Sunday, October 23, 2011

Laos Part 3 - Chiang Khong to Pak Beng

A brown-grey misty morning greeted me as I looked over the Mekong from the balcony. It was just before 6am. I knew the river was there, but all I could see was a blurry haze where the river would be. Trees along the banks gave the scene an almost eerie, surreal feel, like something out of a Stephen King novel.
Even with the heavy fog, the sun was already well on its way across the sky, but was just hiding behind the cloud. There wasn’t a breath of wind. Just standing outside felt like standing in light rain, but without getting wet; you could feel the moisture on your skin.
I showered quickly, ready for breakfast. The large group from the previous night had already eaten and checked out. The large restaurant at the guesthouse was empty, with a table of closhers at one end with what remained of the buffet. It was one thing to have not refilled the food, but the little that was left over was not even kept warm by the candles underneath the stainless steel plates. Not that this really impacted me, given I don’t eat meat or eggs, but there was little else apart from some thin, white, sliced bread, and a few slices of pineapple and melon. At least the coffee was hot and reasonably good.
Adisak, the operator of the Nagi of the Mekong boat, had left word with reception that he would pick us up at 8am. After our very average breakfast, there was ample time for a quick walk in the mist, as well as a re-pack of my case to put all that I needed for the next two days right on top. I wasn’t sure what the boat’s luggage situation would be, so I wanted the essentials ready for easy access in case I needed to transfer them to my day pack. Leaving my readied case at reception, I descended the three flights of stairs to river level. Once on the path that ran along the bank, the mist was so thick that I couldn’t see the water’s edge even though I was surely only a couple of metres from it. All buildings, trees, lampposts and fences were lost and smudged in the murkiness.
I returned to the hotel as Adisak and his driver arrived to pick us up. Our bags were carried to the back of the van as we chatted about the day ahead. The boat had 24 passengers booked, including 5 children. I was happy to hear that there seemed to be a good number joining us. I had read so much about the trip being run with 4 or 6 passengers. But that isn’t good for business. With the quiet season ending, more and more tourists would be visiting Laos and the amazing Mekong. Though, the idea of being one of a very few and having the boat almost to myself was very appealing.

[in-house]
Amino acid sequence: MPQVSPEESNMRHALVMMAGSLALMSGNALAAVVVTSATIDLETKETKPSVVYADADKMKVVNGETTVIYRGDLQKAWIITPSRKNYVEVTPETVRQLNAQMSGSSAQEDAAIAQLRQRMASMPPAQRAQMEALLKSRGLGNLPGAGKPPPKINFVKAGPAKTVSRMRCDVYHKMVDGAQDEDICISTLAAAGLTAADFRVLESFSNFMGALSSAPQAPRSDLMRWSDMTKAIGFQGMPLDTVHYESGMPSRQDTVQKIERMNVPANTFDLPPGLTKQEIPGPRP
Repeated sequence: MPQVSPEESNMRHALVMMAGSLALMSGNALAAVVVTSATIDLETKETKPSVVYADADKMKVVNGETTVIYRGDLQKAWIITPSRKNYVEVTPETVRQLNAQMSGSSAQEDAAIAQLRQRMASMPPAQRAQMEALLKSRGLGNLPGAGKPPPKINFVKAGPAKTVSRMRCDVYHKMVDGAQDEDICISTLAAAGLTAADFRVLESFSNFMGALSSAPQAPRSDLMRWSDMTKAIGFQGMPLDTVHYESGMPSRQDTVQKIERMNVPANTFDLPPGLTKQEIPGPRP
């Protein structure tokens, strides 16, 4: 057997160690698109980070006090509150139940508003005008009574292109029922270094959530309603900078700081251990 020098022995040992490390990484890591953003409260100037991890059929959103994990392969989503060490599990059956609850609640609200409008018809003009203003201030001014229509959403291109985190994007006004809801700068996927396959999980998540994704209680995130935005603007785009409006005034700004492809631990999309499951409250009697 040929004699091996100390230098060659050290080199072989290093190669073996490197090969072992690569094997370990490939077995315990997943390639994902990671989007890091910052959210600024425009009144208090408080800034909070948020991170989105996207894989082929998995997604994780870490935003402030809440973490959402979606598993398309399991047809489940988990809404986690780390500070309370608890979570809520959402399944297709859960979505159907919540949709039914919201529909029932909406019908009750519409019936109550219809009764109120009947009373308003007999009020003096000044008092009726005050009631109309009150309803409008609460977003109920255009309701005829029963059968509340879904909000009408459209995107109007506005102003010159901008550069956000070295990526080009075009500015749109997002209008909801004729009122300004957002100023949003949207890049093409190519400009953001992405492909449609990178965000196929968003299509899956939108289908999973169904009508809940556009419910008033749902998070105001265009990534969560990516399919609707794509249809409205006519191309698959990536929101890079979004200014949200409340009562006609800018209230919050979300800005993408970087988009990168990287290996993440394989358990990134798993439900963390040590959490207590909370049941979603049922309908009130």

Before being taken to the departure point on the Thai side of border, we picked more 4 passengers from another hotel just up the road. They were two retired couples from Western Australia: Mr R and Mrs S, and Mr J (with the same name as my Mr J) and Mrs L. We exchanged greetings and brief stories of where we’d been and how we came to be travelling through Laos. Straight away, I knew we I had met some excellent travelling companions.
The fog was starting to lift when we arrived at the border, leaving a smoky haze hanging over the view to Laos on the other side of the river. The border was comprised of a what can only be described as a wide, concrete, boat ramp, with two small, boxy, buildings standing across from each other; one served as the departure point for people leaving Thailand, the other as the arrivals lounge for people arriving from Laos. Both had a small, open-air area, covered with a simple corrugated iron roof for passengers to wait as their passports were checked at the departure point. We joined the other passengers already queued up for passport processing, chatting away with our new friends.